Are Family Recipe Cards
Becoming Orphan Heirlooms?
Stop by any estate sale and you will likely find a stash of stained and smudged handwritten recipe cards once carefully written and exchanged between cooks.
In my own family, I’ve found loose cards crammed in kitchen drawers and tucked between pages of cookbooks, but we weren’t big on maintaining a tidy little box of three-by-fives. My harvest gold recipe box (a wedding shower gift) met an early demise when left at the back of our old range — it melted into a disfigured blob. I rescued the cards and threw them in a drawer.
I could never find enough room to write an entire recipe on those tiny cards, so I graduated to full size sheets of 8 1/2 x 11 paper and left the cards in the drawer. I’ve tried, but I can’t throw those cards away.
I’ve never made Rhubarb Freezer Jam and probably never will. But every time I see that card with a big grease stain it reminds me of the three years we lived in Moscow, Idaho and all the nice women I met who shared recipes and advice with a young newlywed from Southern California.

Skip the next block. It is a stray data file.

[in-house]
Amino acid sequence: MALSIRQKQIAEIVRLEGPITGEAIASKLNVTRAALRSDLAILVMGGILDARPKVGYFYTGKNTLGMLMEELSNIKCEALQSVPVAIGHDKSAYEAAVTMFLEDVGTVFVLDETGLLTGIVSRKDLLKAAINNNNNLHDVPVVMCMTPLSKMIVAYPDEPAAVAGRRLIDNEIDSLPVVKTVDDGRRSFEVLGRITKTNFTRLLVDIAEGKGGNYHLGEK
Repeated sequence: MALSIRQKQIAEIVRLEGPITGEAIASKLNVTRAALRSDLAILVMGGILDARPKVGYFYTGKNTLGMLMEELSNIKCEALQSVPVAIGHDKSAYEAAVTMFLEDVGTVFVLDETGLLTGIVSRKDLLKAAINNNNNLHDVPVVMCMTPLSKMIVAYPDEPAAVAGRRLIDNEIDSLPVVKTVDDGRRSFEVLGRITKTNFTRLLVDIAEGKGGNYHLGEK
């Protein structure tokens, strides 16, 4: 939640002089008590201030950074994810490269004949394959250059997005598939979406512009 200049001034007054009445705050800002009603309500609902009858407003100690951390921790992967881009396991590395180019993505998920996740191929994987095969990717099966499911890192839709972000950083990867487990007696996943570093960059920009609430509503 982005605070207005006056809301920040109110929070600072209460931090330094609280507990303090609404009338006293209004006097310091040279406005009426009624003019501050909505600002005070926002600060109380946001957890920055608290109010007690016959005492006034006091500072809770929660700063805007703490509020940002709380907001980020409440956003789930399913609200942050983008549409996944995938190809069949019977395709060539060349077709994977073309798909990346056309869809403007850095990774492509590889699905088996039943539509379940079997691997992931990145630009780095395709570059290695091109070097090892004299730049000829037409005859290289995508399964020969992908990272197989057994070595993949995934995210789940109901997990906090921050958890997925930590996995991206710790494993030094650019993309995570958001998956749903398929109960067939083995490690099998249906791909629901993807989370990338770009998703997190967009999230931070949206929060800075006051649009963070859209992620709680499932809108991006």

Recipe card nostalgia might be the salvation for the family heirloom. An article in Slate highlights the emotional value of old cookbooks and “family traditions rendered in 3-by-5-inch index cards.” The author shared my pain. When her great-grandmother died, all she wanted from her possessions was her old recipe file.
Was is it about those little cards that carry even more sentiment than a well-loved cookbook? Maybe it’s the handwriting, beautiful flowing cursive growing shaky over time. Maybe it’s the food stains and notes that create a kind of living history of the recipe. Maybe it’s just knowing that someone you love held that card, wrote those words, and kept it just for you.
Technology has made it so convenient to keep our recipes on ever-handy tools like Evernote or printed and organized in tidy binders that we might be tempted to throw those cards in the trash.
A surprising number of cooks are turning back the clock determined that their children will inherit their own set of stained, dog-eared, marked family recipe cards. I was surprised to see a ripple here, here, and here from modern cooks determined to keep three-by-fives alive.
It’s inspired me to dig out those cards one more time; what about you?
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